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FOSTER CITY, Calif. (AP) — Gilead Sciences raked in $3.6 billion from sales of its newest hepatitis C pill, lifting the drugmaker's results past Wall Street expectations.
U.S. regulators approved the pill, Harvoni, in October and European Union regulators followed suit in November.
Meanwhile, sales of Gilead's previous hepatitis C drug, Sovaldi, dropped 57 percent to $972 million. It was approved in December 2013.
Harvoni and Sovaldi are both considered breakthrough treatments for the hepatitis C virus. But the Foster City, California-based company has been criticized over the high cost of the drugs. The U.S. list price for twelve weeks of treatment with Harvoni is $94,500.
Gilead Sciences Inc. said Thursday that its net income nearly doubled, and excluding one-time charges it reported a profit of $2.94 per share. Gilead's revenue surged 52 percent to $7.59 billion as revenue from Gilead's HIV drugs Truvada, Stribild and Complera and hepatitis B drug Viread all grew.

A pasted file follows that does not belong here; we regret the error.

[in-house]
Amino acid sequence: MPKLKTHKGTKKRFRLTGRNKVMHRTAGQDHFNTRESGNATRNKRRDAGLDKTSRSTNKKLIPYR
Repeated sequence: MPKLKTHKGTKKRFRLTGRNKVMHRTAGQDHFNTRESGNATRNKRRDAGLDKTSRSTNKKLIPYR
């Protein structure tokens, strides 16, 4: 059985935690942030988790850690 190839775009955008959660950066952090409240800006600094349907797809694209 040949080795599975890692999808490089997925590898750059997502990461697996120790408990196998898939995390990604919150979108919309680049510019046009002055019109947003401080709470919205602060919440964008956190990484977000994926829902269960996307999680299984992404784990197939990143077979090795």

Analysts expected net income of $2.31 per share on $6.76 billion in revenue, according to a survey by Zacks Investment Research.
The company also declared its first dividend, saying it will pay 43 cents on June 29.
Shares of Gilead rose 1.8 percent to $102.28 in aftermarket trading.
The stock had closed down 1.8 percent, at $100.51, and is up almost 6 percent in 2015.
Elements of this story were generated by Automated Insights (http://automatedinsights.com/ap) using data from Zacks Investment Research. Access a Zacks stock report on GILD at http://www.zacks.com/ap/GILD
Keywords: Gilead Sciences, Earnings Report
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